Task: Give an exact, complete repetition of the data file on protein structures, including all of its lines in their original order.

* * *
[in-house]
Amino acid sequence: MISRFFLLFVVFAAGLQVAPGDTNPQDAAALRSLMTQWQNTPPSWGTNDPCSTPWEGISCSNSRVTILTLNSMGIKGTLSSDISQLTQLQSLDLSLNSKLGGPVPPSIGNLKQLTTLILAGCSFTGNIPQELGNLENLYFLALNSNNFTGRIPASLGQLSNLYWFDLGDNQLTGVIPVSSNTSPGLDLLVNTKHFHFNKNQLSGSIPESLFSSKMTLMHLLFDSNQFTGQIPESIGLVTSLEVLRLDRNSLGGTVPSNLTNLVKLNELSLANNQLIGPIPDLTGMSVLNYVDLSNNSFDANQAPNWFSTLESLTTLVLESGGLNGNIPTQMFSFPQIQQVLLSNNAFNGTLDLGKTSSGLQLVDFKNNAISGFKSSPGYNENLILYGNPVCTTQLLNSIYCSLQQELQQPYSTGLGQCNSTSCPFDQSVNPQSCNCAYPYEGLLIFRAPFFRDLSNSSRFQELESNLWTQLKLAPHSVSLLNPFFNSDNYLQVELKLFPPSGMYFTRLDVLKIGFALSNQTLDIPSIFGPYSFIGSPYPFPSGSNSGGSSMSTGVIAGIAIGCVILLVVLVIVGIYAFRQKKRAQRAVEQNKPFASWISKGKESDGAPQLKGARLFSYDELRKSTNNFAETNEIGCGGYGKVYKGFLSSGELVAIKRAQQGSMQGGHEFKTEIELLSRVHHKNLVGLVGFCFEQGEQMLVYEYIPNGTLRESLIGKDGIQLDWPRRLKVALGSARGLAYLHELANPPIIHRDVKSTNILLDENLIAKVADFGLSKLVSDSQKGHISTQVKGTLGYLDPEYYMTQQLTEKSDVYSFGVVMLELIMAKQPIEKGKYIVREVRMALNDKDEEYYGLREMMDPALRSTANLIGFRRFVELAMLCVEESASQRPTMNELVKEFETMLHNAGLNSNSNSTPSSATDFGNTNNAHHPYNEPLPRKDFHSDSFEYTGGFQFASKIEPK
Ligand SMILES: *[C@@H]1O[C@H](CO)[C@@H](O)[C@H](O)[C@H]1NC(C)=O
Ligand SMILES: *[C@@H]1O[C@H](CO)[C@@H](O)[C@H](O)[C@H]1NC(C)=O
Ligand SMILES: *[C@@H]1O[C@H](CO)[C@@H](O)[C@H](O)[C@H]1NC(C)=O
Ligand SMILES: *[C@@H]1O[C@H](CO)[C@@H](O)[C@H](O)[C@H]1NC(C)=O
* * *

[in-house]
Amino acid sequence: MISRFFLLFVVFAAGLQVAPGDTNPQDAAALRSLMTQWQNTPPSWGTNDPCSTPWEGISCSNSRVTILTLNSMGIKGTLSSDISQLTQLQSLDLSLNSKLGGPVPPSIGNLKQLTTLILAGCSFTGNIPQELGNLENLYFLALNSNNFTGRIPASLGQLSNLYWFDLGDNQLTGVIPVSSNTSPGLDLLVNTKHFHFNKNQLSGSIPESLFSSKMTLMHLLFDSNQFTGQIPESIGLVTSLEVLRLDRNSLGGTVPSNLTNLVKLNELSLANNQLIGPIPDLTGMSVLNYVDLSNNSFDANQAPNWFSTLESLTTLVLESGGLNGNIPTQMFSFPQIQQVLLSNNAFNGTLDLGKTSSGLQLVDFKNNAISGFKSSPGYNENLILYGNPVCTTQLLNSIYCSLQQELQQPYSTGLGQCNSTSCPFDQSVNPQSCNCAYPYEGLLIFRAPFFRDLSNSSRFQELESNLWTQLKLAPHSVSLLNPFFNSDNYLQVELKLFPPSGMYFTRLDVLKIGFALSNQTLDIPSIFGPYSFIGSPYPFPSGSNSGGSSMSTGVIAGIAIGCVILLVVLVIVGIYAFRQKKRAQRAVEQNKPFASWISKGKESDGAPQLKGARLFSYDELRKSTNNFAETNEIGCGGYGKVYKGFLSSGELVAIKRAQQGSMQGGHEFKTEIELLSRVHHKNLVGLVGFCFEQGEQMLVYEYIPNGTLRESLIGKDGIQLDWPRRLKVALGSARGLAYLHELANPPIIHRDVKSTNILLDENLIAKVADFGLSKLVSDSQKGHISTQVKGTLGYLDPEYYMTQQLTEKSDVYSFGVVMLELIMAKQPIEKGKYIVREVRMALNDKDEEYYGLREMMDPALRSTANLIGFRRFVELAMLCVEESASQRPTMNELVKEFETMLHNAGLNSNSNSTPSSATDFGNTNNAHHPYNEPLPRKDFHSDSFEYTGGFQFASKIEPK
Ligand SMILES: *[C@@H]1O[C@H](CO)[C@@H](O)[C@H](O)[C@H]1NC(C)=O
Ligand SMILES: *[C@@H]1O[C@H](CO)[C@@H](O)[C@H](O)[C@H]1NC(C)=O
Ligand SMILES: *[C@@H]1O[C@H](CO)[C@@H](O)[C@H](O)[C@H]1NC(C)=O
Ligand SMILES: *[C@@H]1O[C@H](CO)[C@@H](O)[C@H](O)[C@H]1NC(C)=O